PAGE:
The Spark Counselling provides individual counselling, couples counselling, marriage counselling and family counselling across Scotland.

If mental illness or concerns about mental health are impacting on your relationships, talk to us about counselling options free on 0808 802 0050 or make an enquiry online.

The Spark Counselling offers face-to-face appointments, telephone and online appointment services.

You can find out more about The Spark Counselling here or search for your nearest counselling centre.

We also provide a free Relationship Helpline for immediate support via freephone 0808 802 2088 and online chat by clicking on the link in the top left corner of this page. Open Tuesday – Thursday 10am – 2pm.

Couple with relationship problems

That sense that something is not right in a relationship – with our partner, kids, family or colleagues – often comes with a real difficulty in working out what it is. We can cause ourselves more upset and unhappiness by running over endless possibilities in our minds, tip-toeing around each other or just plain ignoring it. In response the team at The Spark has created a free, online Relationship MOT to help people find a place to start.

The Spark Relationship MOT Couple facing relationship difficulties

The Spark Relationship MOT covers 6 common areas where relationships are challenged in modern society. Users can answer questions anonymously about issues covering addiction, the role of the home caregiver, financial pressures, ill health, the challenge of deciding to live together and the general topic of struggling in a relationship.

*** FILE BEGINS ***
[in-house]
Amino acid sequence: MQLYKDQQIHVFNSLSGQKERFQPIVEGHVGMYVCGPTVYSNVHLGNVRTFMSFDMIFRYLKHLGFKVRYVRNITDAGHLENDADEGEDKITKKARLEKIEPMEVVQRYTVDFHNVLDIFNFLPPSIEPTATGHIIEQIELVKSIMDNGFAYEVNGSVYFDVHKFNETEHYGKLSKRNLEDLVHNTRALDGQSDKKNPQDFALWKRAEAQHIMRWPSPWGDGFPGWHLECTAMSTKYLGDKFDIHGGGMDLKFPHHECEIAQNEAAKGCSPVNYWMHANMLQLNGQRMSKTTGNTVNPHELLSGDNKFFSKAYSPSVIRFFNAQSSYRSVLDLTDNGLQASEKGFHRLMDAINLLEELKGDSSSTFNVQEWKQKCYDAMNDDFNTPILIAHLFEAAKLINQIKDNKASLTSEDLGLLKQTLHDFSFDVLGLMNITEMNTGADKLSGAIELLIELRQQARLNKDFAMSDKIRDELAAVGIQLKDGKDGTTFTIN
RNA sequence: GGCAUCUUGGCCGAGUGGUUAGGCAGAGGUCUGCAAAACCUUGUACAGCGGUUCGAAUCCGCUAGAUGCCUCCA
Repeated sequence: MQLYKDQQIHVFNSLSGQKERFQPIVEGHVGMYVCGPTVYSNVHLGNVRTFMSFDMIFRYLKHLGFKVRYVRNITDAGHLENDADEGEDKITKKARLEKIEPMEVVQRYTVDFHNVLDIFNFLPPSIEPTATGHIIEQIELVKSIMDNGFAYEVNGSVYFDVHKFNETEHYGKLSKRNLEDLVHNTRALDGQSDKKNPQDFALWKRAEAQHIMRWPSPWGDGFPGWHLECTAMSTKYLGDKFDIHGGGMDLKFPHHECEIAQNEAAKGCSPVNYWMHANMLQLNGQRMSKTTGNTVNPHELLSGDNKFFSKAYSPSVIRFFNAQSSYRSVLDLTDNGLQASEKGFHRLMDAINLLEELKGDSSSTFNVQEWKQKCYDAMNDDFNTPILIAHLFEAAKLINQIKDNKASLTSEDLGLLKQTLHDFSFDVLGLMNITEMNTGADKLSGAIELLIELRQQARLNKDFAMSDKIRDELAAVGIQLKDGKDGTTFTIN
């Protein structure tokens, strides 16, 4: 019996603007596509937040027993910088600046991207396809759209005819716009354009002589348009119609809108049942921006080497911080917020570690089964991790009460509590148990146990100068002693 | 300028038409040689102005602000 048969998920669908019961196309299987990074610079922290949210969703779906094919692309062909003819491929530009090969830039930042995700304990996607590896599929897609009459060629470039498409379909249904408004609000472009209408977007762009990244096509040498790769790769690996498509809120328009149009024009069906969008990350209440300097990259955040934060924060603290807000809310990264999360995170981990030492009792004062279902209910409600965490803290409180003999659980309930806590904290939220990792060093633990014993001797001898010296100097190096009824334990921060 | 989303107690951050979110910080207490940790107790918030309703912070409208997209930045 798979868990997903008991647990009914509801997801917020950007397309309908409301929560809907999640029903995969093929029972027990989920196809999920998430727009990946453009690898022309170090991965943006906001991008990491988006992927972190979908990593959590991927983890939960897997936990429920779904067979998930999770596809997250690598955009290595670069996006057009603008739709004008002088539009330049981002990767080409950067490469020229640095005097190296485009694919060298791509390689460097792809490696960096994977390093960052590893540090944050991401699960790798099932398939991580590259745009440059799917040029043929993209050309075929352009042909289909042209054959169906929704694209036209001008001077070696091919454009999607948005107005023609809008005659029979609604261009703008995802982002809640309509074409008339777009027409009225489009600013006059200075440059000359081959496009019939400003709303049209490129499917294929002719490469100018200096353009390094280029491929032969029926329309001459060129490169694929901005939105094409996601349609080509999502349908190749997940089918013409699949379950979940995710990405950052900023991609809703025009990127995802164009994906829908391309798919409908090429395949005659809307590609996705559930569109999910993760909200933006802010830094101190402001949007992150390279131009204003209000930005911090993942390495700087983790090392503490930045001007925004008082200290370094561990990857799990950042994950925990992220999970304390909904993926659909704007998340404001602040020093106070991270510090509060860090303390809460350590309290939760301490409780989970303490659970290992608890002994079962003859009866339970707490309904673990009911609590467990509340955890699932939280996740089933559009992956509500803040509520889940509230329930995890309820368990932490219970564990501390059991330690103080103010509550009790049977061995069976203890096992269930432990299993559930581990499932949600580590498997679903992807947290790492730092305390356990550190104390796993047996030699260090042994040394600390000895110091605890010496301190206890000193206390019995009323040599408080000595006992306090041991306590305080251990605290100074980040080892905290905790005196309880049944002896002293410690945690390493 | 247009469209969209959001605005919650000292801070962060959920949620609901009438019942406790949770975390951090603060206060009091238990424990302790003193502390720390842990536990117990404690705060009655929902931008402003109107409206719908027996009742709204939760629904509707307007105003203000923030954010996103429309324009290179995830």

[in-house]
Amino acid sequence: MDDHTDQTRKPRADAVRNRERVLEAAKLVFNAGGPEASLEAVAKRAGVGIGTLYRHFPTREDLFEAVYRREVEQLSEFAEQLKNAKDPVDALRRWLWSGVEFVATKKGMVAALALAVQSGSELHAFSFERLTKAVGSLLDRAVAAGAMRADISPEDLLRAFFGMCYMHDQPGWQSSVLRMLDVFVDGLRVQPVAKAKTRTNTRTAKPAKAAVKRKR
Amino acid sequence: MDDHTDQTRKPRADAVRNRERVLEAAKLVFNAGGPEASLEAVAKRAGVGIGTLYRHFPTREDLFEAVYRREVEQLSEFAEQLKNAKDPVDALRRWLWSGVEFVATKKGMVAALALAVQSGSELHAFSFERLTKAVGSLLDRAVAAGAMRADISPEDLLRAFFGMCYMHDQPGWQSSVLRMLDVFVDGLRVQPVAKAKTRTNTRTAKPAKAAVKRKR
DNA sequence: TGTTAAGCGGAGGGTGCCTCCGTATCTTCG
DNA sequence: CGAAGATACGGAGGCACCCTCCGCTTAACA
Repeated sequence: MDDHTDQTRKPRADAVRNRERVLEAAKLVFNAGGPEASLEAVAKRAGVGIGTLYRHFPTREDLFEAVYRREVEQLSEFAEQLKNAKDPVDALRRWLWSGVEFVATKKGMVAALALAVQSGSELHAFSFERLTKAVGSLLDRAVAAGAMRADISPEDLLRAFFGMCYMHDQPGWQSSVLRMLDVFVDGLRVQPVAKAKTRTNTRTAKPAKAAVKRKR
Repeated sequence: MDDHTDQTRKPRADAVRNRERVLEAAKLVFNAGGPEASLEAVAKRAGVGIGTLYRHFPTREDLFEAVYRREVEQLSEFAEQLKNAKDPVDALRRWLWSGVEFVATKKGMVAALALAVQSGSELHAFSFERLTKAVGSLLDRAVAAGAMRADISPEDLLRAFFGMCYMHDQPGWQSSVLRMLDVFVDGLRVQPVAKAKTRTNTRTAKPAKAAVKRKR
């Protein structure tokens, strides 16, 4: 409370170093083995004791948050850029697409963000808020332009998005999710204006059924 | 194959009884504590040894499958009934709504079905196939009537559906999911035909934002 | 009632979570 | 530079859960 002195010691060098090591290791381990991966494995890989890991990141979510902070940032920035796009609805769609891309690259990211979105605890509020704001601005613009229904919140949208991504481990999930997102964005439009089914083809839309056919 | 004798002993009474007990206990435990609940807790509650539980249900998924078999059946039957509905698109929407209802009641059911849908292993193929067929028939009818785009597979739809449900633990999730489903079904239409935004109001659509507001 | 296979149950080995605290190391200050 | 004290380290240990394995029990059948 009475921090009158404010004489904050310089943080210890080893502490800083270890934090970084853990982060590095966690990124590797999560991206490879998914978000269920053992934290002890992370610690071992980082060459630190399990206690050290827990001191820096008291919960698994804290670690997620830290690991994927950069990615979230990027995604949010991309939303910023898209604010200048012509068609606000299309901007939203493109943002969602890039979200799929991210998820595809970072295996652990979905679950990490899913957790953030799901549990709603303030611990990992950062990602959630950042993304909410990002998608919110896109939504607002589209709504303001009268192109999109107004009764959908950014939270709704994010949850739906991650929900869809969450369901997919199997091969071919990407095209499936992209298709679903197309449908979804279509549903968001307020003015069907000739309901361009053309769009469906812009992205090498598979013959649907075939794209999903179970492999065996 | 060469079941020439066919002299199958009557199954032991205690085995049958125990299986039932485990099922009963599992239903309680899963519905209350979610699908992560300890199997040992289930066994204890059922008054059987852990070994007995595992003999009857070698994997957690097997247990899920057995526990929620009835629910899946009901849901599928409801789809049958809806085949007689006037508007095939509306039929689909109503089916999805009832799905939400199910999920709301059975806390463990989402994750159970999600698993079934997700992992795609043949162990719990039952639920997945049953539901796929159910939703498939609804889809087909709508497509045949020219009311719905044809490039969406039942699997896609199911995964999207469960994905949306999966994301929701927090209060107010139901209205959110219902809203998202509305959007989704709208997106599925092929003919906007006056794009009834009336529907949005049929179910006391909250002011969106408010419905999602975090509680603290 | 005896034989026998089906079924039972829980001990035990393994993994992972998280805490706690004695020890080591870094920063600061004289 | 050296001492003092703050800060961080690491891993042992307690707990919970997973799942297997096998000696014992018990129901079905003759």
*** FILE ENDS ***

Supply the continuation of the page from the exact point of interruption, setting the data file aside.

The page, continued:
From the answers given the MOT provides a snapshot of a particular relationship at that point in time. Just like a car MOT, the survey cannot fix the issues you might be facing but it can provide clarity on where to start finding solutions with help from The Spark. Additional topics covering becoming a parent, empty nest, bereavement, retirement, seperation and parenting teens will be added later in the year.

Try the Relationship MOT online, free and in confidence.

Relationship support and advice

The Spark is available to offer a range of free and paid-for services that can help you address the issues highlighted. Our website offers a range of free guides, booklets and ‘hints and tips’ to help with many of the common relationship problems we all face. Coping with the arrival of a new baby, dealing with those difficult teenage years and finding ways to reconnect are just some of the topics covered. Check out our free resources.

For more personal support our free Relationship Helpline is available on 0808 802 2088. The helpline offers a safe, confidential space where you can discuss the issues highlighted by the Relationship MOT or your own feelings. Financial worries, stress, anxiety, infidelity and parenthood are common issues we deal with every day at The Spark.

Counselling – not as scary as it seems

Often more in-depth support in the form of face-to-face counselling is the best solution for significant difficulties. Seeking out counselling individually or as a couple can seem daunting initially. You can speak to one of our team on freephone 0808 802 0050 and discuss the counselling options available to you at one of our regional centres across Scotland. There is no obligation to make an appointment at any time and often the chance to talk about the issues is enough at that time.

Here to help

The Spark is here to help. Whether individuals, couples or families we want to help address the issues that are stopping them from moving towards better, healthier relationships. Call us free and in confidence on 0808 802 0050 or complete an enquiry form.